Hole in the Ice at Hole in the Wall

Last Saturday we headed out to Hole in the Wall from the Parry Sound Smelter Wharf on Hoks (see last week's post for information on these skis). A popular boating destination, Hole in the Wall is a somewhat challenging destination in winter without a snow machine.

The return trip from the Smelter Wharf is about 13 km (8 mi). Heading out last Saturday it took a bit less than 3.5 hours, about 2.5 hours skiing, and another hour for stops to take photos and check out the scenery. In terms of path we headed out through the North Shore Rugged Trail and popped out onto the Big Sound at the hemlock grove. That was a little longer than heading straight out on the Big Sound, but it was a bit more fun and it blocked the wind coming in from the northwest.

Heading in a pretty much straight line to Hole in the Wall it worked best to follow snow machine tracks. Skiing over the 'virgin' snow took more effort. The challenge was choosing a track that generally headed to Hole in the Wall. It wasn't as easy as you might think to figure out which was best as they disappeared in the distance.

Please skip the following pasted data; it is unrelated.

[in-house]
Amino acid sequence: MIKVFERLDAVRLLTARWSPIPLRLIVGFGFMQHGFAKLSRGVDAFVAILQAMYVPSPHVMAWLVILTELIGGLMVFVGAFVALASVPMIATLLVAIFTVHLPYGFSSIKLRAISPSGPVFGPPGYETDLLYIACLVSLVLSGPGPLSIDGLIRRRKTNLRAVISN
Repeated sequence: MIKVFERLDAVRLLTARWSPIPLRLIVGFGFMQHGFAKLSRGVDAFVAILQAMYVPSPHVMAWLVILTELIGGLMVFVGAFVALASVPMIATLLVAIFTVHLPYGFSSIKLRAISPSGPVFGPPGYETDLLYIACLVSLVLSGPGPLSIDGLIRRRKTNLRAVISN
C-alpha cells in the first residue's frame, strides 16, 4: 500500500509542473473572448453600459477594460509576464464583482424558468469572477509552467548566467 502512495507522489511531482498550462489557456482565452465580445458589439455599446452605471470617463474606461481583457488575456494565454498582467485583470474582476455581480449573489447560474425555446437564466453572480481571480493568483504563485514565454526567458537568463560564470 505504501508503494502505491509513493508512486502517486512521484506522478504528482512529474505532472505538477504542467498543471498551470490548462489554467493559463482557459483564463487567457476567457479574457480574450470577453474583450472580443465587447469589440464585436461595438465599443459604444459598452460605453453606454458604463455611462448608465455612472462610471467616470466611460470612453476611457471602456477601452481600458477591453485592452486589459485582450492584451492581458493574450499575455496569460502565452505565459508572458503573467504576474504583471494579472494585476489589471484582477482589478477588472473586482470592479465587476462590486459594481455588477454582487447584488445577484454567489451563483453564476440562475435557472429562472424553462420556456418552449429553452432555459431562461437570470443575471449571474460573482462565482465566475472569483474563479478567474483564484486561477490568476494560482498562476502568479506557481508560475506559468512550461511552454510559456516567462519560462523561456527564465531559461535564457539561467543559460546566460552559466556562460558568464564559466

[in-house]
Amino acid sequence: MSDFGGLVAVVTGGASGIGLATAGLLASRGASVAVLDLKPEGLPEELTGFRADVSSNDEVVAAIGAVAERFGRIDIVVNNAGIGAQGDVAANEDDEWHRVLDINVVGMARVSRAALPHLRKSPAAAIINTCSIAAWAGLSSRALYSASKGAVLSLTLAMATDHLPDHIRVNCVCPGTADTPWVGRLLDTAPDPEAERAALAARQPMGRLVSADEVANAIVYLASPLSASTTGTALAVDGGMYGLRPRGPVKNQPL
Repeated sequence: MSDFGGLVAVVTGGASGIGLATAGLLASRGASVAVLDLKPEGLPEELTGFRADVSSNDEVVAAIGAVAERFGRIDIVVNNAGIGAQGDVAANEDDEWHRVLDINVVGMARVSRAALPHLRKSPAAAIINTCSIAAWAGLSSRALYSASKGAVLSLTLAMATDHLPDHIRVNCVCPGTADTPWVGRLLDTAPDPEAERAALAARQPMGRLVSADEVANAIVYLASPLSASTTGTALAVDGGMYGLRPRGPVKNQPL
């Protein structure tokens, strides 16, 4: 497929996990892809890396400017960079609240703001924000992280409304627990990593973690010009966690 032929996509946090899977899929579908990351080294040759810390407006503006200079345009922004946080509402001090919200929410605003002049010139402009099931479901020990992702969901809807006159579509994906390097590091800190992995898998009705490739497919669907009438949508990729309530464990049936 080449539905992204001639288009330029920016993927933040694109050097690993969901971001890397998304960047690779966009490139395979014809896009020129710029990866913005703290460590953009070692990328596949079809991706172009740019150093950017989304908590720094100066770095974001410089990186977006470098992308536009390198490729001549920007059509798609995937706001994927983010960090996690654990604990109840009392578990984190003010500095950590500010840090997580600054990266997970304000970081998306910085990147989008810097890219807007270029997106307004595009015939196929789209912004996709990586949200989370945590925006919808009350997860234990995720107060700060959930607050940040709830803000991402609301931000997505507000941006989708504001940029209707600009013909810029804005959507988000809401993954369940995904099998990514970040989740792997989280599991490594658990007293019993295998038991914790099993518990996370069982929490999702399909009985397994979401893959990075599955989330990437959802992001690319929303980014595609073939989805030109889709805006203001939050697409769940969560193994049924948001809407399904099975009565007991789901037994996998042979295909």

Left or Right? The Lady or the Tiger?

Left or Right? The Lady or the Tiger?

Arriving at Hole in the Wall revealed a single locked up ice shack. There was also a recently frozen over hole that was easily opened with  a ski pole. Using a ski pole as a measuring stick we estimate the ice was about 60 cm (30 in) thick. 

Hole in the Wall - looking west.

Hole in the Wall - looking west.

The return was more comfortable with the wind mostly at our back. Arriving in the area of the Smelter Wharf the Big Sound was alive with people out cross-country skiing, snowshoeing, ice fishing and ice kiting. A very doable trip on skis the only real challenge is the wind. So bundle up and expect it to take between 2 and 3 hours depending on how quickly you ski. It seems it would be a much longer trek on snowshoes. Walking without skis or snowshoes is not advisable. While the snow is less than a couple of feet deep at most, it can get tiring. Even walking on the snow machine trails feels like walking barefoot on sand, a great calf and thigh workout.